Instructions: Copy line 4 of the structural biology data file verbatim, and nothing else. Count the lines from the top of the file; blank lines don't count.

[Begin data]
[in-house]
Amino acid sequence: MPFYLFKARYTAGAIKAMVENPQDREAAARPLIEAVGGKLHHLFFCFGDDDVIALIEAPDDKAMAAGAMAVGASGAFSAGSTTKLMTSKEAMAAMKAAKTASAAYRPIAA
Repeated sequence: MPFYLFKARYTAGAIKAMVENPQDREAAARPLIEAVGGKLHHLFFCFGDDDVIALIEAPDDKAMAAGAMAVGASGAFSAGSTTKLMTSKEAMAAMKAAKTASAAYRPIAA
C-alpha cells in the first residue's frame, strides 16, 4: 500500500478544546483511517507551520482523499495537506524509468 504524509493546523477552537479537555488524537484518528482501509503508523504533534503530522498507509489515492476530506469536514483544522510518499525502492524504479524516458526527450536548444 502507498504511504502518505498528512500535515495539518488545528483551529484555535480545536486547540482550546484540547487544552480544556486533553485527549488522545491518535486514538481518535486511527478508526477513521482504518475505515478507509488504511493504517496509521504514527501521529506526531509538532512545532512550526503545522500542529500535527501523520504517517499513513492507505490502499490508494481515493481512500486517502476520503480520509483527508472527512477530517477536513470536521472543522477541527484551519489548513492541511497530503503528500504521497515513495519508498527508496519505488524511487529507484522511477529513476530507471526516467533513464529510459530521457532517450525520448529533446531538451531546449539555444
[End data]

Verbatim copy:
C-alpha cells in the first residue's frame, strides 16, 4: 500500500478544546483511517507551520482523499495537506524509468 504524509493546523477552537479537555488524537484518528482501509503508523504533534503530522498507509489515492476530506469536514483544522510518499525502492524504479524516458526527450536548444 502507498504511504502518505498528512500535515495539518488545528483551529484555535480545536486547540482550546484540547487544552480544556486533553485527549488522545491518535486514538481518535486511527478508526477513521482504518475505515478507509488504511493504517496509521504514527501521529506526531509538532512545532512550526503545522500542529500535527501523520504517517499513513492507505490502499490508494481515493481512500486517502476520503480520509483527508472527512477530517477536513470536521472543522477541527484551519489548513492541511497530503503528500504521497515513495519508498527508496519505488524511487529507484522511477529513476530507471526516467533513464529510459530521457532517450525520448529533446531538451531546449539555444